Rejoice and Resound!

Britten: Rejoice in the Lamb

Benjamin Britten (1913-1976). Rejoice in the Lamb is one of Britten’s most popular and delightful choral compositions. It abounds in light-hearted detail, unusual rhythms, short but beautiful lyrical excerpts and some of the most original choral music written. The music is exquisite in its portrayal of the text. The fourth and fifth section dealing with the cat and mouse are moments of sheer musical delight. The text is extracted from Jubilate Agno by Christopher Smart, an 18th century poet who was deeply religious, at times brilliant, but mentally unstable. Jubilate Agno was written while Smart was in an asylum and as a whole, alternates between chaos and sheer genius. Britten has selected some of the finest passages to create a cantata in which all creatures worship God in their own being.

The cantata has ten short sections. At the opening, the choir solemnly intones the words “Rejoice in God…” Then names from the Old Testament are linked with various animals in praise of God. The third section is a quiet, moving Hallelujah. Smart’s cat Jeoffry is used in the fourth section as an example of nature praising God by simply being what the Creator intended, themselves. The fifth section uses the mouse and the sixth speaks of flowers as “the poetry of Christ.” The seventh section tells of Smart’s sufferings, but even these are cause for praising God, for it is through Christ that he will find his deliverance. The eighth section gives four letters from the alphabet, leading to a full chorus in section nine, which speaks of musical instruments and music’s praise of God. The final section repeats the Hallelujah.

Mozart: Vesperae Solennes de Confessore in C K.339

Wolfgang Amadeus Mozart (1756-1791) In Roman Catholic Liturgy, the Vespers are the seventh of the eight Canonical (Office) Hours. Excluding the Mass, Vespers was the only service that permitted music other than plainsong, and thus constitutes an important part of our sacred music heritage. The service consists of five Psalms (110, 111, 112, 113, and 117), and the Magnificat, the Hymn of the Holy Virgin from St. Luke I; each section concludes with a lesser doxology. Although the title Vesperae Solennes de Confessore indicates that it was written for a confessor saint, we do not know the “Saint Confessor” in whose honor it was written.

As did J.S. Bach and Handel, Mozart mixes liturgical and operatic styles of composition. In Confitebor, each soloist has his own text, melody, and personality, reminding one of an operatic quartet. The light-hearted accompaniment of the Beatus Vir almost appears to contradict the text, and the alternation of solo and chorus adds to the operatic character of the movement.

Mozart was also a melodist of supreme ability. The beautiful Laudate Dominum provides all the proof needed. Mozart once commented, “Melody is the very essence of music. When I think of a good melodist, I think of a fine race horse. A contrapuntist is only a post horse.” Mozart never developed a comfortable contrapuntal style. In the Vespers, counterpoint serves primarily as relief to a basically homophonic texture. The exception to this is the Laudate Pueri which is a long fugue with two subjects treated to all types of contrapuntal maneuvers, including singing the subject upside down and right side up simultaneously.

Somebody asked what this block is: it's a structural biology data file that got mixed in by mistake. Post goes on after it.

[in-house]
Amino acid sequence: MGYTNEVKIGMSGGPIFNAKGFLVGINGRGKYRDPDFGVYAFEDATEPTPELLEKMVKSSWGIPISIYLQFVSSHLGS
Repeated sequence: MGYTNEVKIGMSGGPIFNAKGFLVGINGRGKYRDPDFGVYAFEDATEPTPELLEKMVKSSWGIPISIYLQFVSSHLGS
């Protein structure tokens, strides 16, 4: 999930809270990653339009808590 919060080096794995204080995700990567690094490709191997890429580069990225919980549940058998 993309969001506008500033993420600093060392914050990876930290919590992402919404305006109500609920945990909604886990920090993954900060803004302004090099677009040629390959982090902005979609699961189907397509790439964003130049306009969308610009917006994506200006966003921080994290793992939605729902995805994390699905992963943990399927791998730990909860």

György Orbán: Mass No. 2

György Orbán (1947- ) Born in Transylvania, Romania, Orbán studied composition at the music academy of Cluj Napoca/Kolozsvár/Clausenburg, a par excellence multicultural centre of Transylvania. After graduating in 1973 as a student of Professors Sigismund Toduta and János Jagamas, he taught music theory at the same institute. Since emigrating to Hungary in 1979, he has taught composition and music theory at the Liszt Ferenc Music Academy in Budapest. Orbán’s wide range of choral publications include accomanied and unaccomanied compositions in Latin, Hungarian, and English texts. Although his oeuvre is currently dominated by oratorical compositions and choral works, his compositions include symphonic pieces, instrumental-vocal combinations with one or more instruments, brass music and chamber music.

Orbán’s international début was in 1996, at the 4th World Symposium on Choral Music in Sydney, Australia, when John Rutter introduced Orbán’s music in the framework of a highly successful reading session. Orbán has been commissioned to compose many choral pieces as well as film and theatre music in Hungary, the United States and Japan. His works are published by Hinshaw Music Inc. Chapel Hill, NC (United States), Editio Musica Budapest, (Hungary), Editio Ferrimontana Frankfurt am Main (Germany), sub-published by Kawai in Japan.

Mass #2 is one of 9 Mass settings by Orbán, each in a variety of different voicings and accompaniments. Mass #2 is an eclectic-sounding work with original plainsong chant such as in the Credo contrasting with the rhythmic exuberance and syncopation of the Sanctus. Harmonically, Orbán is predominantly tonal, often with full rich romantic harmonies and at other times dissonant and polytonal as required by the text.